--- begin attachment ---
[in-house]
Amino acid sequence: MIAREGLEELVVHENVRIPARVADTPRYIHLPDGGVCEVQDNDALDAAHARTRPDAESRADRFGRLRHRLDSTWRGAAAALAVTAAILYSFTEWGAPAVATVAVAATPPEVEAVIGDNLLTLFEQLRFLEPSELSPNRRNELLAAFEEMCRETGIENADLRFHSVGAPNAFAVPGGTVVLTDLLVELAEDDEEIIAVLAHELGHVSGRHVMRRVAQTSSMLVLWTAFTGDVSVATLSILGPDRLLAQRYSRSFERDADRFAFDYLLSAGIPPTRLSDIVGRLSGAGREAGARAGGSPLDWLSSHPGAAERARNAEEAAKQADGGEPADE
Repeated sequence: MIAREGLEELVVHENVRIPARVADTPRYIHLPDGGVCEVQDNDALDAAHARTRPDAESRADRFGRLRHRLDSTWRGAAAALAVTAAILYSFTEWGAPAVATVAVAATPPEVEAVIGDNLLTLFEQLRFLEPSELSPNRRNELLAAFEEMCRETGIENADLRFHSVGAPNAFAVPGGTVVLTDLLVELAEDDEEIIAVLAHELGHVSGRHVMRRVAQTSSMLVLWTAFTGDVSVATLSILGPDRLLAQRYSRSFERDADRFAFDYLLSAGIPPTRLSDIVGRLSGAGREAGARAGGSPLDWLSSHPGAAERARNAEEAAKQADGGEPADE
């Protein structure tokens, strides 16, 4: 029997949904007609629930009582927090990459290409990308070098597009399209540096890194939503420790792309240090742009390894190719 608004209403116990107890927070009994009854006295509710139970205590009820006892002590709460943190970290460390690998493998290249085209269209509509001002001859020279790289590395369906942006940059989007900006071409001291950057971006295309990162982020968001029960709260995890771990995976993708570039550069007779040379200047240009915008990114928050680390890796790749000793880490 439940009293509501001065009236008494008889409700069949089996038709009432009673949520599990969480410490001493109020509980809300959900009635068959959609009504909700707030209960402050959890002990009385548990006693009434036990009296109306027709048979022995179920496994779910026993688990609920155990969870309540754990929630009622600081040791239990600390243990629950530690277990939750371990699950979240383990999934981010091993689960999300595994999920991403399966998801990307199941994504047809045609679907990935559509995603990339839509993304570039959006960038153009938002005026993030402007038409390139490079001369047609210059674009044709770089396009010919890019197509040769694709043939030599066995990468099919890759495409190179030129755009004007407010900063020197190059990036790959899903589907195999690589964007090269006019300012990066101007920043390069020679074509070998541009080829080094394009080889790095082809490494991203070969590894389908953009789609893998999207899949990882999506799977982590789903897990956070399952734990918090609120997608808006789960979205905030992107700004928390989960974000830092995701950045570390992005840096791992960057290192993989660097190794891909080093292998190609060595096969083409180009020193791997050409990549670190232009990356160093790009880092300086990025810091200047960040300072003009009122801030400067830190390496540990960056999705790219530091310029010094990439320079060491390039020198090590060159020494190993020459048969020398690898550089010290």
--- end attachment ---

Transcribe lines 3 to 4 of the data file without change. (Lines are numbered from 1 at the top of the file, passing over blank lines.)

Repeated sequence: MIAREGLEELVVHENVRIPARVADTPRYIHLPDGGVCEVQDNDALDAAHARTRPDAESRADRFGRLRHRLDSTWRGAAAALAVTAAILYSFTEWGAPAVATVAVAATPPEVEAVIGDNLLTLFEQLRFLEPSELSPNRRNELLAAFEEMCRETGIENADLRFHSVGAPNAFAVPGGTVVLTDLLVELAEDDEEIIAVLAHELGHVSGRHVMRRVAQTSSMLVLWTAFTGDVSVATLSILGPDRLLAQRYSRSFERDADRFAFDYLLSAGIPPTRLSDIVGRLSGAGREAGARAGGSPLDWLSSHPGAAERARNAEEAAKQADGGEPADE
């Protein structure tokens, strides 16, 4: 029997949904007609629930009582927090990459290409990308070098597009399209540096890194939503420790792309240090742009390894190719 608004209403116990107890927070009994009854006295509710139970205590009820006892002590709460943190970290460390690998493998290249085209269209509509001002001859020279790289590395369906942006940059989007900006071409001291950057971006295309990162982020968001029960709260995890771990995976993708570039550069007779040379200047240009915008990114928050680390890796790749000793880490 439940009293509501001065009236008494008889409700069949089996038709009432009673949520599990969480410490001493109020509980809300959900009635068959959609009504909700707030209960402050959890002990009385548990006693009434036990009296109306027709048979022995179920496994779910026993688990609920155990969870309540754990929630009622600081040791239990600390243990629950530690277990939750371990699950979240383990999934981010091993689960999300595994999920991403399966998801990307199941994504047809045609679907990935559509995603990339839509993304570039959006960038153009938002005026993030402007038409390139490079001369047609210059674009044709770089396009010919890019197509040769694709043939030599066995990468099919890759495409190179030129755009004007407010900063020197190059990036790959899903589907195999690589964007090269006019300012990066101007920043390069020679074509070998541009080829080094394009080889790095082809490494991203070969590894389908953009789609893998999207899949990882999506799977982590789903897990956070399952734990918090609120997608808006789960979205905030992107700004928390989960974000830092995701950045570390992005840096791992960057290192993989660097190794891909080093292998190609060595096969083409180009020193791997050409990549670190232009990356160093790009880092300086990025810091200047960040300072003009009122801030400067830190390496540990960056999705790219530091310029010094990439320079060491390039020198090590060159020494190993020459048969020398690898550089010290």